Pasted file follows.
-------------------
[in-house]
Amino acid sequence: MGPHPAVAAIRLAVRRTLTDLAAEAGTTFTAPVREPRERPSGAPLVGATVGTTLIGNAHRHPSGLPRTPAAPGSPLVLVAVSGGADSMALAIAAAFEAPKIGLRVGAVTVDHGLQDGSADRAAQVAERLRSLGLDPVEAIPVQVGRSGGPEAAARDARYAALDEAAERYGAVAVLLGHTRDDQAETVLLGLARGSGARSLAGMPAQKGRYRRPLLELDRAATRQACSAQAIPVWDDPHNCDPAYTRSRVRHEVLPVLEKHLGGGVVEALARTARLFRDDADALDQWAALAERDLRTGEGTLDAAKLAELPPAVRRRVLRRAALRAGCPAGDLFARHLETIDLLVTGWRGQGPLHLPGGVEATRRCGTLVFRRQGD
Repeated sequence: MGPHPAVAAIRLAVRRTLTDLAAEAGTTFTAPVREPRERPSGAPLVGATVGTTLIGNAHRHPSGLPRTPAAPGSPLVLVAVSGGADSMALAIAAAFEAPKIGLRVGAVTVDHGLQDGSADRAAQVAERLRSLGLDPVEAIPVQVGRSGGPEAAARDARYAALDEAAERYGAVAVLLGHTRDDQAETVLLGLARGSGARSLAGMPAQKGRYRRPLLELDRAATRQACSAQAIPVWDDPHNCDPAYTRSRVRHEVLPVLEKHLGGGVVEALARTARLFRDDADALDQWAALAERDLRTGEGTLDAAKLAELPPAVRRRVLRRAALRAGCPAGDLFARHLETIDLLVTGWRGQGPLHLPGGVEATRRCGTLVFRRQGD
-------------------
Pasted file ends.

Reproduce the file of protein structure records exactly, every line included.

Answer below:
[in-house]
Amino acid sequence: MGPHPAVAAIRLAVRRTLTDLAAEAGTTFTAPVREPRERPSGAPLVGATVGTTLIGNAHRHPSGLPRTPAAPGSPLVLVAVSGGADSMALAIAAAFEAPKIGLRVGAVTVDHGLQDGSADRAAQVAERLRSLGLDPVEAIPVQVGRSGGPEAAARDARYAALDEAAERYGAVAVLLGHTRDDQAETVLLGLARGSGARSLAGMPAQKGRYRRPLLELDRAATRQACSAQAIPVWDDPHNCDPAYTRSRVRHEVLPVLEKHLGGGVVEALARTARLFRDDADALDQWAALAERDLRTGEGTLDAAKLAELPPAVRRRVLRRAALRAGCPAGDLFARHLETIDLLVTGWRGQGPLHLPGGVEATRRCGTLVFRRQGD
Repeated sequence: MGPHPAVAAIRLAVRRTLTDLAAEAGTTFTAPVREPRERPSGAPLVGATVGTTLIGNAHRHPSGLPRTPAAPGSPLVLVAVSGGADSMALAIAAAFEAPKIGLRVGAVTVDHGLQDGSADRAAQVAERLRSLGLDPVEAIPVQVGRSGGPEAAARDARYAALDEAAERYGAVAVLLGHTRDDQAETVLLGLARGSGARSLAGMPAQKGRYRRPLLELDRAATRQACSAQAIPVWDDPHNCDPAYTRSRVRHEVLPVLEKHLGGGVVEALARTARLFRDDADALDQWAALAERDLRTGEGTLDAAKLAELPPAVRRRVLRRAALRAGCPAGDLFARHLETIDLLVTGWRGQGPLHLPGGVEATRRCGTLVFRRQGD